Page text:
I currently have shingles, like depression its not fun. My personal Rx is to turn off! The switch is hard to get to, so I use my mind's right hand to grope and the body's left hand to pour, light, and count temporary relief. Not good advice, but previous experience with denial of ongoing pain has led to disaster. Stick around for the experience, you'll learn a lot, have some fun -only to suffer a while- like the rest of us.

Don Gummow
September, 6 2014 at 5:46 pm

Good advice. My ride on the polar coaster is much smoother now, the mountains and valleys not so high and deep. But despite treatment I've not achieved anything closet to remission. It became a balancing act between quality of life (zombie syndrome) and zero symptoms, a line I try to toe. I keep a mood journal now and it really helps to see where I'm headed and I adjust my meds accordingly (with my doc's approval - we've been together 15 years now). Tweaking a bit lets me head off trouble most of the time. I'm typically between -1 and+1 on my mood scale (0 being no symptoms, -5 and +5 the extremes).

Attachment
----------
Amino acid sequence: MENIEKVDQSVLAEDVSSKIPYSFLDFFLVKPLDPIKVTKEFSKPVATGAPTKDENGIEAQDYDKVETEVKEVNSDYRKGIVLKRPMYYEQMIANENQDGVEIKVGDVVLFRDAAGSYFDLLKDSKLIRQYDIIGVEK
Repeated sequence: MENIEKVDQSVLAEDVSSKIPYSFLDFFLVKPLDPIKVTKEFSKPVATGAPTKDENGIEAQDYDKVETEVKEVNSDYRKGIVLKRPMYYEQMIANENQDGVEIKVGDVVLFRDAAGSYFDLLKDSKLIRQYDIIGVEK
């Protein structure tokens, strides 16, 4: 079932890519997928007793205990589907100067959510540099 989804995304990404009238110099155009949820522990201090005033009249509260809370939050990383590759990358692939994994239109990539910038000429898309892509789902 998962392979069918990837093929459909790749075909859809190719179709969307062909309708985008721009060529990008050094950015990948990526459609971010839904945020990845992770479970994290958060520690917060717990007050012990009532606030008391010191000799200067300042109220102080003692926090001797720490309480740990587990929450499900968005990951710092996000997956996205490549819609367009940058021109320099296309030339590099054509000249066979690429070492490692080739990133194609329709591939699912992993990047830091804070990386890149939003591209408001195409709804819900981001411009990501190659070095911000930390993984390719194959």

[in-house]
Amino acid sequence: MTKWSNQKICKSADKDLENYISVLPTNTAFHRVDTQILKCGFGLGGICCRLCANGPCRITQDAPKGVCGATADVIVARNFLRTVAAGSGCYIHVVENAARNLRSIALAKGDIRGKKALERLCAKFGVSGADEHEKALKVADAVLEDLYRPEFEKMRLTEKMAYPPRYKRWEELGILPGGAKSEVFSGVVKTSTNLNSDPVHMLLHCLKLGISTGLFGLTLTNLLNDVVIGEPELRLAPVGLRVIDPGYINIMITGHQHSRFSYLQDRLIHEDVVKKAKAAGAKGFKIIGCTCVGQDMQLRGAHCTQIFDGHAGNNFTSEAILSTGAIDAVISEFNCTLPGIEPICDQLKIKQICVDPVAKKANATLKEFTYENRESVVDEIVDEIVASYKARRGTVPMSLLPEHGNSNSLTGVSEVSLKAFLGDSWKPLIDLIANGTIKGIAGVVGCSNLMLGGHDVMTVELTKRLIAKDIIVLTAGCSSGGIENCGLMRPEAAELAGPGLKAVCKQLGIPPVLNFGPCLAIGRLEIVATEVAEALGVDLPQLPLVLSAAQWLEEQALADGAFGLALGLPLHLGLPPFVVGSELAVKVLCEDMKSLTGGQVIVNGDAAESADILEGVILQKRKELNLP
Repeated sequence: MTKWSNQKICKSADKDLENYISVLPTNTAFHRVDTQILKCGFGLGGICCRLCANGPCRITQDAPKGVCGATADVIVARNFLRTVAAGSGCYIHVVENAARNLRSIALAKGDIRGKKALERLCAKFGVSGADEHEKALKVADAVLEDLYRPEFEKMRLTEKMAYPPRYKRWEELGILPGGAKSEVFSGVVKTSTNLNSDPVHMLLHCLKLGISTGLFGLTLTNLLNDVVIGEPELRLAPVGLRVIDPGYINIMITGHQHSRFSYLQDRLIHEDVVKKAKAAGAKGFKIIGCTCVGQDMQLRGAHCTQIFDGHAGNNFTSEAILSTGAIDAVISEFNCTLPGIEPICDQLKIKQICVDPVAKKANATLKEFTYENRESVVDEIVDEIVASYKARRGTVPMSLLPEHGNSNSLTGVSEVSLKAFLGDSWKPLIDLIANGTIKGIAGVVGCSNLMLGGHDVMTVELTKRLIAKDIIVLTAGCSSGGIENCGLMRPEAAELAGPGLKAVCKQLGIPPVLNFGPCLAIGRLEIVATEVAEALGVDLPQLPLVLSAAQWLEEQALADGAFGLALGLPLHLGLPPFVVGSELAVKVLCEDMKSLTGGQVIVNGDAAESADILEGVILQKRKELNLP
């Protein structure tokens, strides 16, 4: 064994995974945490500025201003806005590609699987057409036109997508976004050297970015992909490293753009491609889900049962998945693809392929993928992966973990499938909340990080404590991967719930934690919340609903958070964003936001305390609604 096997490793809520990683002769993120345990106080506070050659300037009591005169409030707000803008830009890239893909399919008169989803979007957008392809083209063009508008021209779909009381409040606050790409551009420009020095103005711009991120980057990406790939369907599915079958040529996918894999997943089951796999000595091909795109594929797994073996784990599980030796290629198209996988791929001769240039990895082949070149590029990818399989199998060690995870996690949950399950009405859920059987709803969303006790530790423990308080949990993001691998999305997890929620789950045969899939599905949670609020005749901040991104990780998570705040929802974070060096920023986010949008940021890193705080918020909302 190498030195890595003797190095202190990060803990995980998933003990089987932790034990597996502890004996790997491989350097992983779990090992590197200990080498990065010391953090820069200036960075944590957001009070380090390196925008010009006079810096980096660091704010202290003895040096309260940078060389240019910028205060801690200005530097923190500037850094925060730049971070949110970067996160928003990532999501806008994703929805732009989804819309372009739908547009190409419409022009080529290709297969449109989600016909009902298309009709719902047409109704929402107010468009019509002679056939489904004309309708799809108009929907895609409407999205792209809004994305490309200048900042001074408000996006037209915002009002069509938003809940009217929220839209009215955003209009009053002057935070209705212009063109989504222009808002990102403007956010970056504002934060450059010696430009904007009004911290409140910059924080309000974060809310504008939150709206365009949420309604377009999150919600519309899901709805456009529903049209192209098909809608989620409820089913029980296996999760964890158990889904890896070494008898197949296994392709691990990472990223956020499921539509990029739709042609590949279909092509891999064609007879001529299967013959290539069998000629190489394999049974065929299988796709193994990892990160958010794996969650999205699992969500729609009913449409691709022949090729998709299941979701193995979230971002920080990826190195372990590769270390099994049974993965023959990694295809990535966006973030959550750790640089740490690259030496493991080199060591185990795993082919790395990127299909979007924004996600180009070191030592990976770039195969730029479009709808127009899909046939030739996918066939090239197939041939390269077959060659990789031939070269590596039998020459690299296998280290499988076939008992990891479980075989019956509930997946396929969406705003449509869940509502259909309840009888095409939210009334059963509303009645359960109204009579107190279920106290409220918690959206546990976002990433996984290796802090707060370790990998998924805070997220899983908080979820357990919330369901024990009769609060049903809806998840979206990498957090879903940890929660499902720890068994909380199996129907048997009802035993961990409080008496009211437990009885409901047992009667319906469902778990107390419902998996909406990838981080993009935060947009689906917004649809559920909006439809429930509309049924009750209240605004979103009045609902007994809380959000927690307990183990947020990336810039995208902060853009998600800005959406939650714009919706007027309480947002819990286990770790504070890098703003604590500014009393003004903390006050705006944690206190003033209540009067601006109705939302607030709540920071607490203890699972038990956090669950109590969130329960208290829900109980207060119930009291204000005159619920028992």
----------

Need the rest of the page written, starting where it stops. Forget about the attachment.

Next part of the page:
I can live with that. Literally.

September, 6 2014 at 4:23 am

Dear Natasha,
This article is very helpful & encouraging. My mom battled her bi-polar condition until her passing six years ago and now my sister struggles with it. Because you took the time to write this, many are benefiting because they see they are not alone in what they are going nor are they so broken and "different" that they can't be fixed. Bless you for sharing your own journey. May God graciously provide the comfort & healing you need yourself, especially on those difficult "down days".
Psalm 30:5

September, 5 2014 at 12:15 pm